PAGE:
TORONTO, Ont. (Tuesday, November 22, 2016) – Although Canada’s economy has recovered from the 2008 recession, our wellbeing has not, according to a new report from the Canadian Index of Wellbeing (CIW), based at the University of Waterloo.
“The 2008 recession stole our leisure time, our volunteer time, our living standards and our sleep – and we never got them back,” said Bryan Smale, director of the CIW. “There is a massive gap between how well the economy is doing and Canadians’ wellbeing, and that gap grew during the recession.”
The University of Waterloo officially opened a new facility today that will redefine traditional approaches to health research by bringing academics and technologies from across disciplines together with members of the local community.
The Toby Jenkins Applied Health Research Building, named after the local philanthropist and Waterloo alumnus, houses the Propel Centre for Population Health Research, the International Tobacco Control Policy Evaluation Project, and the new Centre for Community, Clinical and Applied Research Excellence (CCCARE).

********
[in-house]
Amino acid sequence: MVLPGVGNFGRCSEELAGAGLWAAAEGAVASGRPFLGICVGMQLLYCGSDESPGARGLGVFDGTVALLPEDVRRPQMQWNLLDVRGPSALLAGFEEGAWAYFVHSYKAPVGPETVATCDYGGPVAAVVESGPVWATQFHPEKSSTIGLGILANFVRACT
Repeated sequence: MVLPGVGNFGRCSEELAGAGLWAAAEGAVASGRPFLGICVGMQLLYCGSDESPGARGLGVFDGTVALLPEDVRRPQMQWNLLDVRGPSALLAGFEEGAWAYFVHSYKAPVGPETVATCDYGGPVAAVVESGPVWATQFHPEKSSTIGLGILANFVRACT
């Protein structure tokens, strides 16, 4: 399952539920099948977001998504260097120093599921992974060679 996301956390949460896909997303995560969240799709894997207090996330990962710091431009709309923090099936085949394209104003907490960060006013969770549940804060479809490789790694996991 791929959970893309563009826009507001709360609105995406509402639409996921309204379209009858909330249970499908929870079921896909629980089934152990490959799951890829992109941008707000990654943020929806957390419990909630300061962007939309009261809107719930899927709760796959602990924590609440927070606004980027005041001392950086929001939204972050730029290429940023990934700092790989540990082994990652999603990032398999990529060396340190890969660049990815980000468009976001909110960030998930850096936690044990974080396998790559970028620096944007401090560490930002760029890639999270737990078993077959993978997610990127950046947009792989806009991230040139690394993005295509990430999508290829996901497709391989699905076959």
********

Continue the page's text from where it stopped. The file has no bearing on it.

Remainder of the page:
Researchers at the University of Waterloo have been awarded a grant of $8.8 million from the U.S. National Cancer Institute to evaluate the public-health impact of government policies to regulate tobacco products, including e-cigarettes and other vaporized nicotine products.
Among the researchers benefiting from new CFI-funded infrastructure is the Department of Kinesiology’s Steven Fischer who will receive $100,000 to support the investigation of biomechanical determinants of occupational performance.